October 31, 2011 |
LYDIA ANN Barashango, a licensed practical nurse who became a social worker and educator for several Philadelphia agencies, died Sept. 28 after a lengthy illness. She was 64 and was living in West River, Md., but had previously lived in East Oak Lane. Lydia was the sister of Mumia Abu-Jamal, who has been on death row since his conviction in the 1981 murder of Philadelphia Police Officer Daniel Faulkner. For many years, she was the leading family spokeswoman in efforts to win a new trial for Abu-Jamal, but in recent years, her health curtailed her activities, said her son, Vernon Wallace.
October 18, 2007 |
Ten years later, the women are going back to the Parkway. Organizers announced plans yesterday for a big anniversary celebration of the 1997 Million Woman March, which drew at least half a million people to Center City. The event will be held Oct. 25 from 3 p.m. to 7:30 p.m., centered at 21st and the Benjamin Franklin Parkway. "Whatever we do, when women get together, it gets done," said Paula Peebles, co-organizer of the celebration, called the "Sistahs of the Million Woman March.
October 1, 2003 |
Kathryn Fambro Woodard, 92, a treasure trove of history as the publisher of the former Philadelphia Independent, "The World's Greatest Negro Tabloid," died Monday at Manorcare Mercy-Fitzgerald in Yeadon, the city where she lived for more than 50 years. Mrs. Woodard, known as "Kitty" to friends, was thought to be Philadelphia's first woman newspaper publisher. As a nonstop crusader for civil rights, and an outspoken columnist, she used the power of the pen to inform and enlighten thousands of Independent readers.
December 19, 2002 |
Thomasina Robertson Hayward-Woodland, 55, a beautician who was the second sister in her family to succumb to breast cancer, died Sunday at her home in East Oak Lane. Mrs. Hayward-Woodland hid her condition from family members for five years and only told them about her illness before undergoing surgery last fall for a radical mastectomy. Mrs. Hayward-Woodland followed a path similar to one taken by her younger sister Elizabeth, who died in 1986 at 37. Elizabeth Robertson also didn't tell her family until the surgery.
March 31, 2000 |
Big city. Big events. Like the national political conventions Philadelphia hosted in 1936, '40 and '48, and the upcoming GOP convention this summer. NCAA Final Fours. The 1979 papal visit. The historic Live Aid concert. The Million Woman March. The 1996 presidential summit on volunteerism. And a host of other events that have made Philadelphia the place to be over the last 75 years. At 8 p.m., the 70-year-old president lay in a Washington hospital with a bullet hole in his chest.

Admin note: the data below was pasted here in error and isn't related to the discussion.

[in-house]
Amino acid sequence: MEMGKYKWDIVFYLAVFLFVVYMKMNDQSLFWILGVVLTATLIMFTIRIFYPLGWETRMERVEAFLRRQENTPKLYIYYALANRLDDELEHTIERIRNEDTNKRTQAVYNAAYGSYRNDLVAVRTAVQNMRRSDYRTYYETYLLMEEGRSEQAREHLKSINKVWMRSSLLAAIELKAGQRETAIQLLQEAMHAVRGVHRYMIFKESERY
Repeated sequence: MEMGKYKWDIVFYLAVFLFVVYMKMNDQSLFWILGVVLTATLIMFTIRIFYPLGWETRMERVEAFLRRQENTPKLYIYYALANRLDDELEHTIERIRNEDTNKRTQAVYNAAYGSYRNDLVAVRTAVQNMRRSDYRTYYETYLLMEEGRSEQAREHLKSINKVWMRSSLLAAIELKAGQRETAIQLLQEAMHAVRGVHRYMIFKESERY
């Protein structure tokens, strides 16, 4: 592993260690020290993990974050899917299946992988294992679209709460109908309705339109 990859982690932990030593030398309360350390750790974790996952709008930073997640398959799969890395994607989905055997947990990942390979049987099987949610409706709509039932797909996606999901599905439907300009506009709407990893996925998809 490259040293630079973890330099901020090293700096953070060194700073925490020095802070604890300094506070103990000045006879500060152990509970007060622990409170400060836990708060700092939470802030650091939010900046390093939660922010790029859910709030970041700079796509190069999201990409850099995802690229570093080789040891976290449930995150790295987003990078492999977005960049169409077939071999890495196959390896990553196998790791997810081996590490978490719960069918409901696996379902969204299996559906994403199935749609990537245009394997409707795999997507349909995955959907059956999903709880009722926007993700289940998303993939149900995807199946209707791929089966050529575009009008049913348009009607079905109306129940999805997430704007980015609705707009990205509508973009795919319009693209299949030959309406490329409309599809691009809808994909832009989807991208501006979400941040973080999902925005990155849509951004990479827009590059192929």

August 27, 1999 |
Rosa Santiago is a loquacious, vibrant person, but she scrambles for words when it comes to the award she will receive in Philadelphia on Sunday for her work in the Latino community. She'd rather stay behind the scenes, she said. But, she added with a laugh, "I just happened to have the biggest mouth. " Santiago is one of 13 women to be honored at the first Latinas march, a celebration dedicated to the achievements of Latinas in this country. Organizers expect several thousand women from across the country to attend the event, which begins at noon at Fifth and Spring Garden Streets and ends at Huntingdon and American Streets.
December 18, 1998 |
Linda Wright Moore's column (Dec. 8) on black women's natural hair was very encouraging. I started my natural locks just before the Million Woman March in Philadelphia in October 1997. "Locks" is the popular term for natural hair sectioned and twisted. "Everything You Need to Know About Hairlocking" by Nekheria Evans gives information on the spiritual and historical nature of locks. Coily hair, she writes, clearly distinguishes people of African ancestry from all others. "Dreadlocks" relates specifically to a way of life that is known as Rastafarianism.
October 25, 1998 |
Trisha Smith, 19, had just begun classes at the University of Michigan last fall when she learned that some women in Philadelphia were organizing a Million Woman March. Struggling to decide whether school was the right choice, she got on an eastbound bus and joined the sea of women streaming toward the Ben Franklin Parkway on a chilly, rainy Saturday. She was inspired. "When I was out there at the march and around all those beautiful, successful women who had struggled to make it professionally, I said, 'Hey, I'm going to stick with it and make something of myself, too.' " One year ago today, history was made in Philadelphia when Trisha Smith and hundreds of thousands - some estimates say more than one million - of black women, young and old, wealthy and poor, gathered on the parkway in a show of unity.
October 12, 1998 |
Even though they are apart, they will always be together. That's what the organizers of last year's Million Woman March said yesterday at a town meeting where they announced that one organization is now two. Phile Chionesu and Asia Coney, the co-chairs of Million Woman Inc., which astonished the country by attracting hundreds of thousands of women to Benjamin Franklin Parkway last year, have gone their separate ways. Chionesu, who was the founder of the organization, will continue to run Million Woman Inc. Coney, and most of the original organizers for the march, have started a separate, but kindred, organization called Sisters of the Million Woman March.